Traditional TV Cord-Cutting Is Global Trend

Cord-cutting isn’t just restricted to traditional U.S. pay TV providers -- total pay TV subscribers are down in 13 other countries/territories.

IHS Markit, a consumer researcher, says declines in pay TV subscribers occurred in 2017 in Brazil, Mexico, Hong Kong, Canada, Sweden, Denmark, Japan, New Zealand, Norway, Singapore, Israel, Venezuela and Ireland.

The U.S. still has the biggest drop, sinking 3.3 million.

Brazil was down 617,000; Mexico, 192,000; Hong Kong, 166,000; Canada, 150,000; Sweden, 144,000; Denmark, 106,000; Japan, 78,000; New Zealand, 61,000; Norway, 50,000; Singapore, 45,000; Israel, 40,000; Venezuela, 16,000; and Ireland, 3,000.

The biggest percentage decline was in Venezuela -- over 30%. Brazil and Mexico were next at around 6%, with Japan sinking 5%.

At the same time, IHS Markit estimates cover the next four years: 409 million OTT video subscriptions will be added worldwide with almost two-thirds coming from Asia Pacific.



Although there were subscriber losses, only six of the 14 top markets had declines in pay TV revenue.

In eight countries — the U.S., Brazil, Mexico, Sweden, Japan, New Zealand, Norway and Venezuela — pay TV companies either up-sold customers with new products and/or generated existing pay TV package price increases.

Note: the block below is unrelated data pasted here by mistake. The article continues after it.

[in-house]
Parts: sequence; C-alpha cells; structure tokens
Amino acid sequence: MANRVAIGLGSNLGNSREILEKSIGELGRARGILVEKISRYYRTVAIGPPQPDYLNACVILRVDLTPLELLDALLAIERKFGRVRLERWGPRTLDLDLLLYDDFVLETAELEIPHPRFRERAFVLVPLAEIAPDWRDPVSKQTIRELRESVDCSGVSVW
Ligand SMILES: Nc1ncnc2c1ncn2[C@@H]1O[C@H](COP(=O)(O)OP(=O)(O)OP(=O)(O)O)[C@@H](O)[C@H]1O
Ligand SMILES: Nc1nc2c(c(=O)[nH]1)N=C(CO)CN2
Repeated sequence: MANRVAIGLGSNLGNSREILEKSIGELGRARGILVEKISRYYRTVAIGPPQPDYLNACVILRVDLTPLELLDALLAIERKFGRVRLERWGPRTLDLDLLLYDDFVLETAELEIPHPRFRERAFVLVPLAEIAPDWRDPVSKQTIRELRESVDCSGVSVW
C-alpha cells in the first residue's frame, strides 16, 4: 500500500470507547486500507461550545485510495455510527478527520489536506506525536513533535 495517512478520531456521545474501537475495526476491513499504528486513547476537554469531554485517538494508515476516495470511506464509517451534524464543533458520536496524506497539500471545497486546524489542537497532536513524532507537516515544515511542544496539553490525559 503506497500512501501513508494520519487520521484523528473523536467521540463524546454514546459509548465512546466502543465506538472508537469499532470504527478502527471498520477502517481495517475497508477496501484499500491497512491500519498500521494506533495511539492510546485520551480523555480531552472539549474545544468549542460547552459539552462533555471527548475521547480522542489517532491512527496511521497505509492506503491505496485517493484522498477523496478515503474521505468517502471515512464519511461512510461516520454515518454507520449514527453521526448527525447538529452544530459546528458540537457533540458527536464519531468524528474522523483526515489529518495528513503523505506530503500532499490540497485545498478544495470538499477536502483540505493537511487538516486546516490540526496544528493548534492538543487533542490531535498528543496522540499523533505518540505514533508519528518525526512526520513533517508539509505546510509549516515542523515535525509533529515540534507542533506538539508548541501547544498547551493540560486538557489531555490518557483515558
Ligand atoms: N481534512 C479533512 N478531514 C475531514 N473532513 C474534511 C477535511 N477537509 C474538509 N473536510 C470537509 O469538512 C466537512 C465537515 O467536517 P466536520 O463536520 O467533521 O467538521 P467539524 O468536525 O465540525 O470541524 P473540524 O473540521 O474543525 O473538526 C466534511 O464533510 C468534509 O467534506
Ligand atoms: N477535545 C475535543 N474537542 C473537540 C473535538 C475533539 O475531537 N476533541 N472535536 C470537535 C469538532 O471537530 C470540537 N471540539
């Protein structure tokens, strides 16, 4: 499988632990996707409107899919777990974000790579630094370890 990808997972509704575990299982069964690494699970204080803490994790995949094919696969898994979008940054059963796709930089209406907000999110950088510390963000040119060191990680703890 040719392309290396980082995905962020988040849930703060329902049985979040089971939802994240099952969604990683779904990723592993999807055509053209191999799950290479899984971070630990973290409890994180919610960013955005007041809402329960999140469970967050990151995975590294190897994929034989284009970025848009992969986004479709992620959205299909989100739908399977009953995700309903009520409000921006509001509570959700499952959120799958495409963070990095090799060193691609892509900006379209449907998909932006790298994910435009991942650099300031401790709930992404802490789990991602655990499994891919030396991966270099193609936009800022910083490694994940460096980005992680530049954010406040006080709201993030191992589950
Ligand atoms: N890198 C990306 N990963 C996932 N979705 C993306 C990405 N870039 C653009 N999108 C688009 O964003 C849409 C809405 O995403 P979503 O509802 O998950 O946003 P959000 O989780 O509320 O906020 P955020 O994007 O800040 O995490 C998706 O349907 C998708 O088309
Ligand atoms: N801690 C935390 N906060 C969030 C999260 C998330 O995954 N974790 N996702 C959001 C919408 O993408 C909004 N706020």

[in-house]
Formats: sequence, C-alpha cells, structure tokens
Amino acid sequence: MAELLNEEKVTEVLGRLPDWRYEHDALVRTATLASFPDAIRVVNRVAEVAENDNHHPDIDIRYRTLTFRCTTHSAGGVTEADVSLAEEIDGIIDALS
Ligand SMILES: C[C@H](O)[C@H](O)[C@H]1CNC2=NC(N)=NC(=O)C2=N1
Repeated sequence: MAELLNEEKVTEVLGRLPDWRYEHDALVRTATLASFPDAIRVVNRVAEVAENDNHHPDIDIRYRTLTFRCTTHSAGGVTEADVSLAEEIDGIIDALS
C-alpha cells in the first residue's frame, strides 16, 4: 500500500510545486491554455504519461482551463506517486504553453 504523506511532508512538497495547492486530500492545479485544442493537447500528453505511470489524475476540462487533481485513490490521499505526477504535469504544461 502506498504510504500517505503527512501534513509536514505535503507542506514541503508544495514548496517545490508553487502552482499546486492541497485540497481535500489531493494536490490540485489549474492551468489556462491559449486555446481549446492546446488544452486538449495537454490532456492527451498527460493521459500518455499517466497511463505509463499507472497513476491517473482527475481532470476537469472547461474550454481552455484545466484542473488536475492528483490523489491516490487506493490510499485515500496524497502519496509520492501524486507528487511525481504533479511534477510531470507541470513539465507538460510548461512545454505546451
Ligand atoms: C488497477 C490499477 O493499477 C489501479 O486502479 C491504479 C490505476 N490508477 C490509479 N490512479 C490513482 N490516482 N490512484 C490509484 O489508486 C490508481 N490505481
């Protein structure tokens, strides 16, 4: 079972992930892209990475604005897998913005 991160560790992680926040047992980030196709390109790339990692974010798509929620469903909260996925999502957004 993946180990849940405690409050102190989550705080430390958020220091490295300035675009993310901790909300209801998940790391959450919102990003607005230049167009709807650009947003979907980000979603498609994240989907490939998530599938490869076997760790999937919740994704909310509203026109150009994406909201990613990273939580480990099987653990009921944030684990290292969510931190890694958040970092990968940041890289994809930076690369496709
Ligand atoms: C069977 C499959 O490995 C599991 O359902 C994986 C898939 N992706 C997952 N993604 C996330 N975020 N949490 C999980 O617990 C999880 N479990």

IHS Markit says further cord-cutting will gain steam in North America -- where cord-cutting has seen its biggest effect. It projects a net decline of 8.5 million pay TV subscribers from 2018 through 2022. Between 2012 and 2017, pay TV subscriptions fell by 7.1 million.

In North America, when including Netflix and all other new digital services, more than 26 million OTT subscriptions were added in 2017.

1 comment about "Traditional TV Cord-Cutting Is Global Trend".
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  1. Bill Shane from Eastlan Ratings, May 2, 2018 at 1:44 p.m.

    I pay $200 a month for the second to the cheapest TV cable package plus internet and phone service which I never use. I always keep a landline in case the power goes out or the cable disappears for a while because some drunken nut wipe out a phone pole.  And Comcast wonders why people are cord cutting?  What leaves me scratching my head is that Comcast doesn't seem to do Jack SH** about it like maybe lowering their prices or maybe offring a cheaper package that doesn't include sports stations.  I swear to God, ESPN has a lot to answer for when you look at how much your cable TV package cost.  Cord cutting is coming soon for me and I'm sure for hundreds of thousands of others as well. 

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